Bad romance in the chemical industry

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An article in this week’s Economist considers the proposed merger of two chemicals giants, Dow Chemical and DuPont.

The rationale for the merger is cost cutting through economies of scale resulting from the merger.  However, the article points out that these may not appear in the bottom line as competitor businesses are also cutting costs.

We often find that clients we work with are surprised to find that despite significant cost savings, profitability appears difficult to grow.  However, this is almost always the case.  As one business becomes more efficient, competitors do the same.  The main beneficiaries of this are often customers who enjoy lower prices.

The article suggest that the best way for companies in the chemical industry to boost margins is to focus on higher tech niches where there is less competition, quoting AkzoNobel, a client of MTP.

However moving to the parts of the industry where margins are higher can be a precarious strategy as two of MTP’s clients have found over the years.  In both cases we were working with these companies as these strategies developed and were implemented, sadly with a negative impact on business performance.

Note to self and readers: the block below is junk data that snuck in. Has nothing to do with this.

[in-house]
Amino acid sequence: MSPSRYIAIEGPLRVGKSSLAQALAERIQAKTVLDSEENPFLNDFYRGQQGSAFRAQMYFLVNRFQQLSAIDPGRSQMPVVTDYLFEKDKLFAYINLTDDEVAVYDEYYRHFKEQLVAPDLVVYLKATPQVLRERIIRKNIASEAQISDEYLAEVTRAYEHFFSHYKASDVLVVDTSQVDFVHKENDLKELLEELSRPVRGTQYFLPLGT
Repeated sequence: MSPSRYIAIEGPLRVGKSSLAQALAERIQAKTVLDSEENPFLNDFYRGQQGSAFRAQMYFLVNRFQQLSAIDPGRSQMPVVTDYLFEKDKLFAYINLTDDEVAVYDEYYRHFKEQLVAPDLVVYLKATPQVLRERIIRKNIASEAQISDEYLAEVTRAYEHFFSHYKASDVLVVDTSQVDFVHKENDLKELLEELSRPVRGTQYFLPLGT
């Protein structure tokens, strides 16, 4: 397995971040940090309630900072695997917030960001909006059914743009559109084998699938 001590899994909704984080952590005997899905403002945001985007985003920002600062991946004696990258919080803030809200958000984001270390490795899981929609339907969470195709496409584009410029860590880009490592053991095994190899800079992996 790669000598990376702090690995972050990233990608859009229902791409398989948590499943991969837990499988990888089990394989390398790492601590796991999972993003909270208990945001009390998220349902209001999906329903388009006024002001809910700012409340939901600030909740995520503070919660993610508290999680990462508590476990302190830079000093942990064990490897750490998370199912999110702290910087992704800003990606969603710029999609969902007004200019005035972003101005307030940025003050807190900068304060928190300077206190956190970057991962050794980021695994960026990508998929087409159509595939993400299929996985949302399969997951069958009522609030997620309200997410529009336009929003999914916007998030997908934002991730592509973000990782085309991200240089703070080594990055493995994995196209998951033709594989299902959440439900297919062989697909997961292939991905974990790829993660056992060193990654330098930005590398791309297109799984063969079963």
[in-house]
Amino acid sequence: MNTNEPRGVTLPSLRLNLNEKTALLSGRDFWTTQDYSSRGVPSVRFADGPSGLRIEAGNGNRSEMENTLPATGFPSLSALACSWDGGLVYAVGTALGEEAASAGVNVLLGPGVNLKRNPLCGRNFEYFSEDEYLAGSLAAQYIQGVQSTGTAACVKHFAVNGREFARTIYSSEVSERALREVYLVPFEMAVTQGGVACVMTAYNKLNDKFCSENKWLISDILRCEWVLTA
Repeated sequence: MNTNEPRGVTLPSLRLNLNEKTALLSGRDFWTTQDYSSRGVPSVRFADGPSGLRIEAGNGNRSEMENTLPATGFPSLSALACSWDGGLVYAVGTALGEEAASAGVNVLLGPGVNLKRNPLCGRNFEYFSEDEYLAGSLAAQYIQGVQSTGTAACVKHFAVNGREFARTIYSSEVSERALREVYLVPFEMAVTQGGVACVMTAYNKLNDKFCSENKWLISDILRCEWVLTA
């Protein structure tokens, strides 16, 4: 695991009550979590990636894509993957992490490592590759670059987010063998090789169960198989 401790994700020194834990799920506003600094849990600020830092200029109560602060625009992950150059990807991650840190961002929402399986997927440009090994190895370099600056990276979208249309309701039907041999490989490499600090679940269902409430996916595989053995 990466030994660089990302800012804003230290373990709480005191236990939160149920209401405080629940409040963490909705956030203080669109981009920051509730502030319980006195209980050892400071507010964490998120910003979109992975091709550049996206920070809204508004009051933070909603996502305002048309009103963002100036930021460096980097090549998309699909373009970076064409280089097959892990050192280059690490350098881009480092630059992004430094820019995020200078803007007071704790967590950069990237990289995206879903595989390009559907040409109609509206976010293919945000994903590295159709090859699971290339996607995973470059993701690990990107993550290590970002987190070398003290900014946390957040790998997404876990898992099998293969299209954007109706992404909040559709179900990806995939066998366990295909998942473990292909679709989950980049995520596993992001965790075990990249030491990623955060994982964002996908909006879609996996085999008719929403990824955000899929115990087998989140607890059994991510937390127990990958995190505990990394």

In the case of BP Chemical’s in the late 1980s, they correctly identified that margins were higher in the specialty end of the industry and decided to focus their attention here.  This strategy did not have great results, partly because competitors in these areas were more agile and partly because the chemicals business was not able to compete for capital investment or management attention at a time when BP’s overall performance was weak.  Naturally, top management concentrated on the larger upstream part of the business.

In the case of ICI the result of a strategy of moving upmarket proved more devastating resulting in the end of the company.  Charles Miller Smith left Unilever to be the first outsider to be appointed chief executive of ICI in1995.  He formulated a strategy of moving the company into higher value adding (and higher margin businesses).  To achieve this he bought the chemicals businesses that were owned by Unilever, who had announced their intention to sell them to focus on consumer goods.


It is now generally recognised that ICI overpaid and this resulted in the necessary sale of a number of businesses to provide enough cash flow to avoid insolvency.  Eventually the remaining businesses were taken over by a combination of AkzoNobel and Henkel in 2008

So we can see that success in an industry requires much more thought than identifying the areas that deliver high margins and moving there.  It is also critical to be able to create and sustain a competitive advantage where you decide to compete.


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